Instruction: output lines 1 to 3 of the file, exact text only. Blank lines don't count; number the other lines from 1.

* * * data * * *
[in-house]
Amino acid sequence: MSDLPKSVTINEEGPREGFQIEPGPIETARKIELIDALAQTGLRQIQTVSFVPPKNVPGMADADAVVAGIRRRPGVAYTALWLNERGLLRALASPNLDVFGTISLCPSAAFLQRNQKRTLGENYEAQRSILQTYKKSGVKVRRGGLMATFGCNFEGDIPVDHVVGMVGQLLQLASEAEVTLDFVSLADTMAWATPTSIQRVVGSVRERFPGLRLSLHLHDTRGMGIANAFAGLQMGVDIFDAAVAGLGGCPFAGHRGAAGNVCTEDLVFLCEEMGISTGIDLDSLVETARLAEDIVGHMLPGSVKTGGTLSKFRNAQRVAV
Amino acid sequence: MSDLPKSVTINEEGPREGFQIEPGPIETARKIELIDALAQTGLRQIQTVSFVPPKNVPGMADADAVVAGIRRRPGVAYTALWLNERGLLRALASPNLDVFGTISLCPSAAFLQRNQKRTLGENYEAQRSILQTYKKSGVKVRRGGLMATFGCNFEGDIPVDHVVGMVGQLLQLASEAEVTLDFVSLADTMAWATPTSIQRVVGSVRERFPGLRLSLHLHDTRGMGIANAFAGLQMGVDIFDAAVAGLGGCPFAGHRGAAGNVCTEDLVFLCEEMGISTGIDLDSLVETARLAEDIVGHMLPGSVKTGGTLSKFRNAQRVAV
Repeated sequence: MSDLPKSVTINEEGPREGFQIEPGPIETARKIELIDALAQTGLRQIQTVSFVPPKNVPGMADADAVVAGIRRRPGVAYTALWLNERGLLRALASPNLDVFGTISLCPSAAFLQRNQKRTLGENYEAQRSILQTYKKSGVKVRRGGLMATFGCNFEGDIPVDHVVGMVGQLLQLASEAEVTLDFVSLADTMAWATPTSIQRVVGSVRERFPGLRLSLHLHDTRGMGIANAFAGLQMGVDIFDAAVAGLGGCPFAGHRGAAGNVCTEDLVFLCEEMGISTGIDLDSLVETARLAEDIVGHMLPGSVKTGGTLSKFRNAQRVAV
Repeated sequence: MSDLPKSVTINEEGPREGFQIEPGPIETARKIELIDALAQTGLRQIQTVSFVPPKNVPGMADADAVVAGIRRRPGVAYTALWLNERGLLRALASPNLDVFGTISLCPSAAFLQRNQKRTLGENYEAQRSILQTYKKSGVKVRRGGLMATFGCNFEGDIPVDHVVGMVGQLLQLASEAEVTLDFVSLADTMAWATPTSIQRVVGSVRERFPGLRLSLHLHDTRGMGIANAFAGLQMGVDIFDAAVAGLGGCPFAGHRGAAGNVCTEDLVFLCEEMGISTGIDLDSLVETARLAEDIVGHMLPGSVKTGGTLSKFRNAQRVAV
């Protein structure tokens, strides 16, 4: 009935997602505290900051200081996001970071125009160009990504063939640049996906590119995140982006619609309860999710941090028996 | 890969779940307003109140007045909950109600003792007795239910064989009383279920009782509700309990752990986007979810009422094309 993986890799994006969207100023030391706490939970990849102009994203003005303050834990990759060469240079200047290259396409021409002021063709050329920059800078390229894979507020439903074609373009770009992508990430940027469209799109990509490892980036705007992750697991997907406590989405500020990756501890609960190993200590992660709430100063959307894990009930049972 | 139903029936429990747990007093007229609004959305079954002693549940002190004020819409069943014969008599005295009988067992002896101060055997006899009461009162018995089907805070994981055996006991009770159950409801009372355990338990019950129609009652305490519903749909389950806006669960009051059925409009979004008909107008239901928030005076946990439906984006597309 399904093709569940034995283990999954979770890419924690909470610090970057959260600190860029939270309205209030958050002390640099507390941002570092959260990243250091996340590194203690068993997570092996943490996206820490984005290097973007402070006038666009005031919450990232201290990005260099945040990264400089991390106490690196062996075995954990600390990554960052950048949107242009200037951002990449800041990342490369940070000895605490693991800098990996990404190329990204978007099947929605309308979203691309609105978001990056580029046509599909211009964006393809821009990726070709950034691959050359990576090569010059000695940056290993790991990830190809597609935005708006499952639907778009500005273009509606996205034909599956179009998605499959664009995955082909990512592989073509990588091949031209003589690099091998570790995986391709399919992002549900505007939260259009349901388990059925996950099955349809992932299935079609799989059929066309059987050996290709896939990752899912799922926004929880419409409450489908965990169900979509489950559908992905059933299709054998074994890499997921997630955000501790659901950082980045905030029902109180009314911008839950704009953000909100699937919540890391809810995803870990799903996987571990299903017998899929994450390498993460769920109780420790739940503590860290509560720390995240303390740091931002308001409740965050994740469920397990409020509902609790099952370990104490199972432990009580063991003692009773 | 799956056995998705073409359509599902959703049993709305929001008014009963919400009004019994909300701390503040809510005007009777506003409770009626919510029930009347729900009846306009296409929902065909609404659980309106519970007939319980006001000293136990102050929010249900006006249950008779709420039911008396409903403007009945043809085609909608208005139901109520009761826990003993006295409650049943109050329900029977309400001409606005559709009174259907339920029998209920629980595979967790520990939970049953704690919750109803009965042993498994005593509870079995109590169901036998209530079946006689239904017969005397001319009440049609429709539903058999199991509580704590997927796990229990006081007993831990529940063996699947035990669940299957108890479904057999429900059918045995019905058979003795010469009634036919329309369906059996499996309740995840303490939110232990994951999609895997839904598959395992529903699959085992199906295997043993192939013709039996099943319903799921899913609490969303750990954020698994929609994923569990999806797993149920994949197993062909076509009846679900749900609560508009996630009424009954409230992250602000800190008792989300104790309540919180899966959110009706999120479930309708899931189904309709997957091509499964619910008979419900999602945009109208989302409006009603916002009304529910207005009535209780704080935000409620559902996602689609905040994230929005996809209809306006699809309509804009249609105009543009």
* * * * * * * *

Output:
[in-house]
Amino acid sequence: MSDLPKSVTINEEGPREGFQIEPGPIETARKIELIDALAQTGLRQIQTVSFVPPKNVPGMADADAVVAGIRRRPGVAYTALWLNERGLLRALASPNLDVFGTISLCPSAAFLQRNQKRTLGENYEAQRSILQTYKKSGVKVRRGGLMATFGCNFEGDIPVDHVVGMVGQLLQLASEAEVTLDFVSLADTMAWATPTSIQRVVGSVRERFPGLRLSLHLHDTRGMGIANAFAGLQMGVDIFDAAVAGLGGCPFAGHRGAAGNVCTEDLVFLCEEMGISTGIDLDSLVETARLAEDIVGHMLPGSVKTGGTLSKFRNAQRVAV
Amino acid sequence: MSDLPKSVTINEEGPREGFQIEPGPIETARKIELIDALAQTGLRQIQTVSFVPPKNVPGMADADAVVAGIRRRPGVAYTALWLNERGLLRALASPNLDVFGTISLCPSAAFLQRNQKRTLGENYEAQRSILQTYKKSGVKVRRGGLMATFGCNFEGDIPVDHVVGMVGQLLQLASEAEVTLDFVSLADTMAWATPTSIQRVVGSVRERFPGLRLSLHLHDTRGMGIANAFAGLQMGVDIFDAAVAGLGGCPFAGHRGAAGNVCTEDLVFLCEEMGISTGIDLDSLVETARLAEDIVGHMLPGSVKTGGTLSKFRNAQRVAV